Friday, June 01, 2007

Currence: Dutch debit card phased out gradually / ECB re-engineers policy history

The Financieele Dagblad reported on a presentation session that occured yesterday as a part of the presentation of the annual report of Currence: scheme owner of Dutch collective payment products PIN (POS-payment), Chipknip (e-purse), direct debit and acceptgiro (bill-payment). Main news is that Currence announces that it seeks to maintain the brand PIN until the future market situation (in particular fees) is clear.

Essentially this is no news, as banks had already outlined that they would not phase out PIN without looking at market developments and consulting retailers. but still this may provide some comfort to Dutch retailers. Interestingly ECB-policy department chief Ruttenberg stated that he noticed a change in banks' behaviour: while they were first eager to phase out the pin-product, they would now seem to think otherwise. He noted a change in attitude there.

Ruttenbergs' statement can be best viewed as a projection in psychological terms. He notcies a change with the banks, which tells us something about what happens to the ECB. Because the real change in attitude is not with banks but with the ECB. In 2004 the ECB had no clue as to the market reality for cards payments. This speech of Tumpell Gugerell essentially discussed anti-fraud measures and standardisation. Then came the rush to implement SEPA. Both ECB and Commission urged the banks to quickly move towards panEuropean products and phase out domestic products by the end of 2010 (see the speech here). At this time the banks strongly complained about this deadline setting by ECB and outlined the business (interchange fees etc) and customer issues (need for a gradual migration rather than big bangs) involved. So the ECB slowly understood that indeed there was something as interchange issues that could stand in the way.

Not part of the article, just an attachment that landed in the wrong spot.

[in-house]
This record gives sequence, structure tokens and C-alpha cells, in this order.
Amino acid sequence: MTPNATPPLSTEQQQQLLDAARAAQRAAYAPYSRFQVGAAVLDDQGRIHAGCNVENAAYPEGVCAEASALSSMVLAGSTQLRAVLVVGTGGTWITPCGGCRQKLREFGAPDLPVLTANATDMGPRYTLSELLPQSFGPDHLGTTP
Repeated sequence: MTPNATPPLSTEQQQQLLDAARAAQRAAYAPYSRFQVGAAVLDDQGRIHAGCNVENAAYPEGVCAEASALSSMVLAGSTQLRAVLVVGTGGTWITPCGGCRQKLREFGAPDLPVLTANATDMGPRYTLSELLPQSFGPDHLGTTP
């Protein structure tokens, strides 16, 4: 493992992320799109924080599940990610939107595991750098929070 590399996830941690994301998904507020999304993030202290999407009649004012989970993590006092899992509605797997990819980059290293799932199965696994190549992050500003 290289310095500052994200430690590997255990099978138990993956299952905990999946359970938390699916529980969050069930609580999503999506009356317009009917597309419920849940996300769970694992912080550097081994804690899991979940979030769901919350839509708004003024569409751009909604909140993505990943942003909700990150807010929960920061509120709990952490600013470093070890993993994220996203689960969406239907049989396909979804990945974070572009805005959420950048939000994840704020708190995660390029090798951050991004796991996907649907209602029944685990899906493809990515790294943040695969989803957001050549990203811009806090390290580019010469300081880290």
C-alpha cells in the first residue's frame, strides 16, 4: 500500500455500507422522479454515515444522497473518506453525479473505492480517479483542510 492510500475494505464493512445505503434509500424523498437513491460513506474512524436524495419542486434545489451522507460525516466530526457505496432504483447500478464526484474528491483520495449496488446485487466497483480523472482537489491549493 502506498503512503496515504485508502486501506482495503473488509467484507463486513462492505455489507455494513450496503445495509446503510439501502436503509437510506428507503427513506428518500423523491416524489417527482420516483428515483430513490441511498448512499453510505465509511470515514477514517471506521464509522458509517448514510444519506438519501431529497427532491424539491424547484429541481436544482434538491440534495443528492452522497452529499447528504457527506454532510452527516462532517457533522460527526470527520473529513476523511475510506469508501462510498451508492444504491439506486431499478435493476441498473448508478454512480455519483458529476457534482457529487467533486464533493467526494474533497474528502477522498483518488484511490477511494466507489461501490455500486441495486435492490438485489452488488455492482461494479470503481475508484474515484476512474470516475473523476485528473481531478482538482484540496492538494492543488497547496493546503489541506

Then, somewhere in 2005 or 2006, having banged the panEuropean quick migration drum for some years now, the ECB changed its mind and did no longer demand changeover to international schemes. Rather it pursued the idea of a third Euro-scheme to compete with the other schemes (needless to say that VISA already transformed their business in Europe into a European scheme; a fact that has apparently went by unnoticed in Frankfurt). So the analysis from the Frankfurt towers is now that there might be a business case for such a card scheme and that banks should not rush into migration towards US dominated international schemes take over.

It is quite interesting to note that a mere change of responsibilities and roles within the ECB also leads to a re-interpretation of reality by the ECB-policy makers. They now re-engineer the policy history as if banks wanted to go quick and they as ECB need to slow them banks down and point out a different policy option (setting up a third scheme) which some years before, was absolutely not the desired goal of the ECB.

Updated June 8: see also the speeches by the ESCB and Commission.